Even if you don't consider racing to be a spectator sport, some races are—especially the colorful regattas that involve native boats. Here are some that can be watched while on a charter, and there's no yelling (on your boat): Exuma Family Island Regatta, George Town, Exuma, Bahamas (native sloops, April); Annual Grand Bahama Island Sailing Regatta (native sloops, June); Port Louis Grenada Sailing Festival and Workboat Regatta (late January); Foxy's Wooden Boat Regatta, Jost Van Dyke, BVI (late May).

Related

daviscards

Davis Instruments: Quick Reference Cards

CHECK THESEIf you’re sailing with new crew this summer or your kids have suddenly and inexplicably started to look up from their phones and take an interest in the finer points of cruising, these Quick Reference Cards from Davis are a great way to further their boating education. ...read more

01-rbir18-596

Another Epic Round Britain Race

There are basically two kinds of offshore sailboat races out there: those that take place annually, like the Fastnet and Chicago-to-Mackinac races; and those that take place every other year, like the Transpac and Newport-Bermuda race, in part so the competitors have sufficient ...read more

01b_WALKING-KEDGE-OUT-cmykpromo

Getting More Use From Kedge Anchors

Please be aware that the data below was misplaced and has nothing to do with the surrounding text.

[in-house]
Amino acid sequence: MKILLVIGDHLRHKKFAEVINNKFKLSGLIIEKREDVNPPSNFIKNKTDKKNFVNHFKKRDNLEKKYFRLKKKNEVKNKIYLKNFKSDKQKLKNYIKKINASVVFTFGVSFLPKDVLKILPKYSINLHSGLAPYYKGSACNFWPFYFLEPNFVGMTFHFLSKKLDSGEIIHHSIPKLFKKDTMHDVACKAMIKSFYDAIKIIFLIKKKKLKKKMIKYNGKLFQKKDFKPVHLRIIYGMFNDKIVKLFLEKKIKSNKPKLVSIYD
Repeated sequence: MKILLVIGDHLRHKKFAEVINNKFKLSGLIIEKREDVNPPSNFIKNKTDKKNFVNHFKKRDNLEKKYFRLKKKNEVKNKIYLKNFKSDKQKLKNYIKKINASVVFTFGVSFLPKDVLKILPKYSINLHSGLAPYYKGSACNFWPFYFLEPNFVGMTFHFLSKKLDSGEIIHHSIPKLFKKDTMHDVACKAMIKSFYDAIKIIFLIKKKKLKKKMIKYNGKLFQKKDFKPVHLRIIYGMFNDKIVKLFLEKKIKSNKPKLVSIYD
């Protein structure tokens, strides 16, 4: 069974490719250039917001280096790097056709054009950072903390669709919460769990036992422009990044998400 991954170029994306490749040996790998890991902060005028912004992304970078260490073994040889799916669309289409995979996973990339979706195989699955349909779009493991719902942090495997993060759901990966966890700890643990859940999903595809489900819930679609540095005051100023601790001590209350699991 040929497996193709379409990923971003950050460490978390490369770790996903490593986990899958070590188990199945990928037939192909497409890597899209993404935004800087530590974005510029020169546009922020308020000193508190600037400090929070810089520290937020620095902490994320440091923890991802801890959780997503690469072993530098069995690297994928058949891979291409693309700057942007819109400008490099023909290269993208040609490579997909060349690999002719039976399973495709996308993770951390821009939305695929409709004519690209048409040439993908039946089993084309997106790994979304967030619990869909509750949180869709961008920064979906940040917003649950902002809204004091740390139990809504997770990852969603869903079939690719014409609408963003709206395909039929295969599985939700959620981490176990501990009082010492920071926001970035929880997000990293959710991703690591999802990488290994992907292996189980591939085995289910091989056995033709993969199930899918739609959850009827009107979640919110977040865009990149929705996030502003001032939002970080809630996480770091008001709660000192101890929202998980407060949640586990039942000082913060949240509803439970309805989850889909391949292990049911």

If you are cruising, you need at least two anchors on board for the simple reason that you must have a backup. Imagine having to slip your anchor on a stormy night with other boats dragging down on yours, or having your rope rode severed by some unseen underwater obstacle, ...read more

SailAwayCharter

How-to: Navigating on a Bareboat Charter

So you graduated from navigation class where you practiced dead reckoning, doubling the angle on the bow and maybe even celestial nav, and you now feel well prepared for your first charter trip. Well, you won’t be doing any of that on vacation—not past the first day, anyway.Most ...read more

04-Turtle-rescue

Turtle Rescue in the Vic-Maui

Strange and often wonderful things can happen in the course of an offshore sailboat race, and one of the strangest and most wonderful things we’ve heard of recently took place during the 2,300-mile 2018 Vic-Maui race, from Victoria, British Columbia, to Lahaina, Hawaii.It ...read more

dorcap-open-blue

ATN Inc: Dorcap

COOL SLEEPYou’re fast asleep in a snug anchorage, forehatch open to catch the breeze, when you’re rudely awakened by a sneaky rain squall. Now you’re not only awake and wet, you’re sweltering with the hatch closed. Sucks, right? That’s why ATN came up with the Dorcap, an ...read more

HIGH-RES-29312-Tahiti-GSP

Ask Sail: Who has the right-of-way

WHO HAS RIGHT-OF-WAY?Q: I sail in Narragansett Bay, which is a relatively narrow body of water that has upwind boats generally going south and downwind boats generally going north. When sailboats are racing, the starboard tack boat has the right-of-way over the port tack boat, so ...read more